I. Goals and Objectives:
During this rotation, the PGY-2 will gain experience related to the evaluation and managmenet of all varieties of liver disease, complications of portal hypertension, as well as pre and post liver transplantation patient care (see below for specific areas to be addressed)
The program of the hepatology/liver transplantation (discipline) is designed to provide the house officer with the knowledge and skills needed to diagnose and treat diseases of the liver.
Patients are very diverse ethnically and socioeconomically, and are representative of the neighboring Montefiore communities.
The rotation consists of one block of 4 weeks. The rotating house office is not on call for the rotation. 24/7 coverage is provided by the liver transplantation PA’s. The rotation is available to all Internal Medicine pgy2s.
Residents work in teams under the supervision of the GI and Hepatology fellows and the Medical Hepatology/Surigcal Liver Transplantation Attending. The Hepatology Attending physician is responsible for supervision of all patient care.
B. Level based Rotation Goals and Objectives:
- Patient Care: Prioritize the daily “work”; recognize the relative significance of a given patient’s list of conditions; begin to recognize the acuity levels of illness; understand the indications, contraindications and risks of procedures; work with all providers to provide patient focused care.
- Medical Knowledge: Use literature and reference sources to increase knowledge base; demonstrate basic knowledge in the areas of underlying pathophysiology and the clinical aspects of disease states; apply knowledge in the treatment of patients.
- Professionalism: Establish trust with patients and staff; exhibit honesty, reliability and responsibility in patient care; demonstrate respect for patients and staff; work to fulfill the needs of patients; accept assignments graciously; attend conferences.
- Interpersonal Skills: Write understandable and legible notes and consultation reports; improve ability to listen to patients and staff and communicate verbally and nonverbally in a productive manner; work effectively as a member of the health care team.
- Practice Based Learning and Improvement: Understand limitations of knowledge; use references and literature to improve practice patterns; accept feedback and change behavior; ask for help when needed. Do not overstep responsibilities.
- System Based Practice: Learn to be an advocate for patients; accept and try to apply necessary devised guidelines; to develop understanding about the health care systems/structure and how it relates to patients requiring procedures.
II. AREAS COVERED DURING the ROTATION
SPECIFIC PROGRAM CONTENT
Prevention, evaluation and management of acute and chronic end stage liver disease (includes genetic disorders involving the liver, alcoholic and non-alcoholic steatohepatitis)
Comprehensive management of critically ill patients awaiting transplant with complications including:
Hepatopulmonary and portal pulmonary syndromes
Refractory portal hypertensive bleeding
Diagnosis and management of hepatocellular carcinoma and cholangiocarcinoma including transplantation, non-transplantation, surgical and non-surgical approaches
Management of chronic viral hepatitis in the pre-, peri- and post-transplantation settings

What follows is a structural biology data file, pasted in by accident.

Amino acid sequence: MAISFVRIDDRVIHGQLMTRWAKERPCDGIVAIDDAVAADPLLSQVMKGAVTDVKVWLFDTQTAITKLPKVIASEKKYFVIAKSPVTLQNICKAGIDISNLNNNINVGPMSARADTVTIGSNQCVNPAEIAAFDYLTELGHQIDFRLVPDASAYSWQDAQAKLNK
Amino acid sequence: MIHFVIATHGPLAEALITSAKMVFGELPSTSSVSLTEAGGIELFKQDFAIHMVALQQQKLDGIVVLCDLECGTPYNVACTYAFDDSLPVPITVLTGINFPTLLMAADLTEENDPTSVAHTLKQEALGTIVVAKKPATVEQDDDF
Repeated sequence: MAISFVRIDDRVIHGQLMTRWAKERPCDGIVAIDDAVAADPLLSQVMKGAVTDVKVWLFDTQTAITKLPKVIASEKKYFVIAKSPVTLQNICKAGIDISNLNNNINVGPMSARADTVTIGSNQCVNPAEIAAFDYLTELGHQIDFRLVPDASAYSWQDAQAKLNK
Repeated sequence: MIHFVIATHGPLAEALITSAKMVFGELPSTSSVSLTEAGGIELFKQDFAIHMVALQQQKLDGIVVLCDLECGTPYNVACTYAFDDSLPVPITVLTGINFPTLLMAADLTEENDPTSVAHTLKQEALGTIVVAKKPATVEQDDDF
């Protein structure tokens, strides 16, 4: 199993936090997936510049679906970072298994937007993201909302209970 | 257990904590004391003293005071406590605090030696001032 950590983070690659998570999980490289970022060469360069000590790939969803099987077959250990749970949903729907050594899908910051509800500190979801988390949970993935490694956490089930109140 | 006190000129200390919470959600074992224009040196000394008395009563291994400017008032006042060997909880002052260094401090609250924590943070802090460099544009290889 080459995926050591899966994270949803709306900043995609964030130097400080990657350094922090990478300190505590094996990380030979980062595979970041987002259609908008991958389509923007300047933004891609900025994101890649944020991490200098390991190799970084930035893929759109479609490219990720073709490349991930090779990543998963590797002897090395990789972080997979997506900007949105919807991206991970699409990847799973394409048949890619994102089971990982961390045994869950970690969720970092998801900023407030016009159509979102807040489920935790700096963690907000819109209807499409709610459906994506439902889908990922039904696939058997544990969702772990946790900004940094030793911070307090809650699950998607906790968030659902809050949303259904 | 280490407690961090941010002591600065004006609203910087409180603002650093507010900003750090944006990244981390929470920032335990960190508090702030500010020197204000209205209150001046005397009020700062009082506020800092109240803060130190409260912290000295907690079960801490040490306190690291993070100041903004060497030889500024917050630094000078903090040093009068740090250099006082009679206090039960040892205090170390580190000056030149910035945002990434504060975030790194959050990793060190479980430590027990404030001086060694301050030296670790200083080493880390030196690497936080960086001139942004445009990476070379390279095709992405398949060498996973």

Management of fulminant liver failure
Psychosocial evaluation of transplant candidates, in particular those with history of substance abuse
Transplant immunology including blood group matching, histocompatibility, tissue typing and malignant complications of immunosuppression
Interaction of drugs with the liver
Nutritional support of patients with liver disease
Use of interventional radiology in diagnosis and management of portal hypertension, as well as biliary and vascular complications
Ethical considerations relating to liver transplant donors
Indications, contraindications and complications of liver allograft biopsies
Appropriate use of ultrasound localized, laparoscopy-guided and transjugular liver biopsies
ROTATION DIDACTIC CONTENT
Pathogenesis, manifestations and complications of end-stage liver disease and hepatic transplantation
Appropriate use of laboratory tests and procedures
Anatomy, and physiology related to the liver and biliary tract
Pharmacology related to the liver and biliary tract
Pathology related to the liver and biliary tract
Molecular virology related to the liver and biliary tract
Natural history of chronic liver disease
Factors involved in nutrition and malnutrition and its management
Cost-effective use of special instruments, tests and therapy in the diagnosis and management of liver disorders
Principles and practice of pediatric liver transplantation
Principles and application of artificial liver support
Clinical research issues and transplant hepatology
Principles of living donor selection
III. SCHEDULE OF ACTIVITIES
1) Daily Morning rounds by Hepatology attending. These rounds include teaching sessions by the attending and the GI and Hepatology fellow. Distribution of literature.
2) Daily consultation rounds by attendings.
3) Division Grand Rounds Weekly
4) Pathology Rounds every other week
5) Literature review: Weekly
6) Liver Transplantation Selection Conference Weekly
7) Medical Grand Rounds – weekly
The entire Hepatology/Liver transplantation curriculum is available on line via the Montefiore Intranet.
V. METHODS OF TEACHING COMPENCY ASSESSMENT
The house officers are evaluated continuously during their four weeks of service in the rotation. Importantly, there is continuous feedback to the house officers. The final evaluation is done through www.new-innov.com and the results are discussed in a meeting with the house officers. They are evaluated in terms of their overall clinical competence with the following categories: clinical judgment, medical knowledge, clinical skills, humanistic qualities, professionalism, medical care and continuing scholarships.